02 December 2020
The emergence of COVID-19 profoundly altered the course of 2020, and its effect will be felt for years to come. The global pandemic and the subsequent response from governments, community and industry around the world has had a catalytic effect on markets and broader social, political and cultural trends alike, dramatically affecting the pace of change and accelerating many prevailing trends but disrupting others.
In M&A, 2020 is panning out to be a year of two halves. Initially, M&A activity was disrupted by the arrival of COVID-19, with the ensuing uncertainty impacting confidence and most businesses focused on continuity and navigating through the crisis. But the second half of the year saw a new narrative emerge. Whilst Australian M&A levels are down on last year, they have been increasing since July, with a number of significant transactions announced – many of which were conducted entirely virtually. The impact of the pandemic on M&A has varied by sector, with an uptick in volumes seen in the resources, financials and in particular, technology sectors.
In debt and equity capital markets, 2020 saw a strong increase in the amount of capital raised, with current levels already substantially exceeding 2019 volumes. As the pandemic took hold in Australia, companies moved decisively to raise equity to shore up their balance sheets to better navigate an unprecedented market environment. More recently, the focus has shifted to raising equity to fund M&A and new listings. Private capital is expected to facilitate a major role in the economic recovery, investing in line with the accelerated global themes.
"COVID has forced organisations to pull forward technology adoption by many years. Becoming digital-ready is no longer an option, but a necessity."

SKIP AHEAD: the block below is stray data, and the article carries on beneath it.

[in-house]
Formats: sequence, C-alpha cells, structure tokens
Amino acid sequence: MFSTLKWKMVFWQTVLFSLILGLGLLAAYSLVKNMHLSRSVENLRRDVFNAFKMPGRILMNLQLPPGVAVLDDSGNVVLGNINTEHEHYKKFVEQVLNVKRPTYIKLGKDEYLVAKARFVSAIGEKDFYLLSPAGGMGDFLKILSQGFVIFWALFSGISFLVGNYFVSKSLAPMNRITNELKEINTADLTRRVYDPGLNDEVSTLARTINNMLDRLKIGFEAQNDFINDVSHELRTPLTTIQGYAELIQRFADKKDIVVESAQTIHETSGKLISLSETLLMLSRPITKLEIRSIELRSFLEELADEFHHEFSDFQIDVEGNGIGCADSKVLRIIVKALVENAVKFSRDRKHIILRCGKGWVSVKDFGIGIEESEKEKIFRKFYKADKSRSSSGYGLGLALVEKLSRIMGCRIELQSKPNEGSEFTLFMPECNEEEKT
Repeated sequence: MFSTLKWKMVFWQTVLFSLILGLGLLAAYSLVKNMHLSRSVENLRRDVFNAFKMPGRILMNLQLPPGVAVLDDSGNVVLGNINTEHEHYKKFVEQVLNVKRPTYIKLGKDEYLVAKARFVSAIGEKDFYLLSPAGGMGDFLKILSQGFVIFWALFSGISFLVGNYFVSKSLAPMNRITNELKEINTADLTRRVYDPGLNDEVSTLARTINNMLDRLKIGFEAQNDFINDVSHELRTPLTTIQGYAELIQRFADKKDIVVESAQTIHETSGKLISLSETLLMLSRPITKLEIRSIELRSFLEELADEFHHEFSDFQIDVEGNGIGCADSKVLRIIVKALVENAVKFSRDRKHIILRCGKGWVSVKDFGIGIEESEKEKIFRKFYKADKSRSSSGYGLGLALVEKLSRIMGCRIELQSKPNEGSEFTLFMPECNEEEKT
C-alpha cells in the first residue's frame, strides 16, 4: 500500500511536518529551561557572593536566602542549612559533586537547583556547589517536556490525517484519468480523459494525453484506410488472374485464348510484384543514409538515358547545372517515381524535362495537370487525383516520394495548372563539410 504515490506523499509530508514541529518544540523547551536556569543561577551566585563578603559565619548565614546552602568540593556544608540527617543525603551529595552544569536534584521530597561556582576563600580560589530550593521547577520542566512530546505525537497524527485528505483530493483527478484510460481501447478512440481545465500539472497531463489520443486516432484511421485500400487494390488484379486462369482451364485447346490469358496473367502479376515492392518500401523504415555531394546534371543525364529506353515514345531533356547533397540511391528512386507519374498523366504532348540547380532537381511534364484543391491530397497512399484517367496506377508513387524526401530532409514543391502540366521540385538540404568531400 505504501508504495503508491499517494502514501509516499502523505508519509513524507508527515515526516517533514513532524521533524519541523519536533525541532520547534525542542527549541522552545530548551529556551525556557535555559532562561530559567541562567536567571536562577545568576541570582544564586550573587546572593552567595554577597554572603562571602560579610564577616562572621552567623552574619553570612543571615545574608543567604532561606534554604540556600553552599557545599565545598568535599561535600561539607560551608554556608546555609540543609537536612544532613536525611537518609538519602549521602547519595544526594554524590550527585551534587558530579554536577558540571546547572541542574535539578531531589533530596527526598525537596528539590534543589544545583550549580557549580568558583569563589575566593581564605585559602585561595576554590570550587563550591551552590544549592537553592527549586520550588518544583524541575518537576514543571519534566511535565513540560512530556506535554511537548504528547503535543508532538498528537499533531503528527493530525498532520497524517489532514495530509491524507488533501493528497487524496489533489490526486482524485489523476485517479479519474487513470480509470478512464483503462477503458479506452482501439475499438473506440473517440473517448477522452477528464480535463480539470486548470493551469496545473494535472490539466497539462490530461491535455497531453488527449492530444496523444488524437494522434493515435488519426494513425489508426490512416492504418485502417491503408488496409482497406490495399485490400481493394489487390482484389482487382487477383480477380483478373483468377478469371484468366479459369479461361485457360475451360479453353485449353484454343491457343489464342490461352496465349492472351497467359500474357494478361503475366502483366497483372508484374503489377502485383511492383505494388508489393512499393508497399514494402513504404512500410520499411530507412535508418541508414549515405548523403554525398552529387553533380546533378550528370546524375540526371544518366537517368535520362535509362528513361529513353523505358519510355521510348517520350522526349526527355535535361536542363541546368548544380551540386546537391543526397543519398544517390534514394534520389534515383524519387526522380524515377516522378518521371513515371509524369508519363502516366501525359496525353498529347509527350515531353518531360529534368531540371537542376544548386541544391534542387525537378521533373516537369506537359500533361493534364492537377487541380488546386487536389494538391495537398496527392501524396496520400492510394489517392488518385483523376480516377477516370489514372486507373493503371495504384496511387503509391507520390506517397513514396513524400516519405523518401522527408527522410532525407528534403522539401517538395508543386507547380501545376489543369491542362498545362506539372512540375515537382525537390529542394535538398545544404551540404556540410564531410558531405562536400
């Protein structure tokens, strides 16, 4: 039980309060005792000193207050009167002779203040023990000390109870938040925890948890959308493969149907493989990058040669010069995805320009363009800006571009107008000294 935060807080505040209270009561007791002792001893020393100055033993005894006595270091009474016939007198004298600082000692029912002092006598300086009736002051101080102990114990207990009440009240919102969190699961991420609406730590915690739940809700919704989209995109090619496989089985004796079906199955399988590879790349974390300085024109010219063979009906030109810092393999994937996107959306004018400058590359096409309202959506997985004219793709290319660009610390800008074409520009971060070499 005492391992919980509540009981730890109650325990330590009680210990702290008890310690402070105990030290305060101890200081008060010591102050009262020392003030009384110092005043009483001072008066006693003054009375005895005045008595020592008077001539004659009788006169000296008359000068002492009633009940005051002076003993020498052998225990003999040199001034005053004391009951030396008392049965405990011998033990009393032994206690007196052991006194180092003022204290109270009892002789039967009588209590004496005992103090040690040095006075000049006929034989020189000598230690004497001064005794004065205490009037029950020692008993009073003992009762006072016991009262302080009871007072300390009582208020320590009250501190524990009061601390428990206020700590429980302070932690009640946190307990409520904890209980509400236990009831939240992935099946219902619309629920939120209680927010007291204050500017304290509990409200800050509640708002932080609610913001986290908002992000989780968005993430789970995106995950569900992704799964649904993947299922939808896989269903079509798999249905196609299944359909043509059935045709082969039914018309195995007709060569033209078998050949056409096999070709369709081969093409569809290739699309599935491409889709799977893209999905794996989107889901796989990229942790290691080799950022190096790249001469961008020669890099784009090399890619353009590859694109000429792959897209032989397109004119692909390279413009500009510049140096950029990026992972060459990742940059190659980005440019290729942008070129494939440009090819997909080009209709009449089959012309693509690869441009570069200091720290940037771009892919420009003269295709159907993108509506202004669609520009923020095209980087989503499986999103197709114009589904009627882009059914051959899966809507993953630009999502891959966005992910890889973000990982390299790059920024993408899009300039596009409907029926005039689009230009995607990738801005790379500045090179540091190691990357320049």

Michael Milne, Division Director, Telecommunications, Media, Entertainment & Technology, Macquarie Capital, Australia & New Zealand
Strong population growth and the concentration of that population in our urban centres has long been a driver of demand for social and economic urban infrastructure in Australia. However, the closing of borders, shift to flexible working and changing commuter patterns has disrupted this trend and created opportunity for regional areas. Looking ahead, new infrastructure projects will be used as recovery stimulus by governments, with a pivot to flexible precincts, transport infrastructure, and regional projects.
John Pickhaver, Co-Head of Macquarie Capital, Australia and New Zealand says "Demand for urban, social and economic infrastructure in Australia has historically been driven by strong population growth and urbanisation. This theme will continue in the long term, but in the short term will be characterised by changing work and commuter patterns, adaptation of civic spaces and city precincts, and an acceleration of change driven by increased government infrastructure spending as economic stimulus".
"In the short term, urbanisation will be characterised by changing work and commuter patterns, adaptation of civic spaces and city precincts, and increased government infrastructure spending."
John Pickhaver, Co-Head of Macquarie Capital, Australia & New Zealand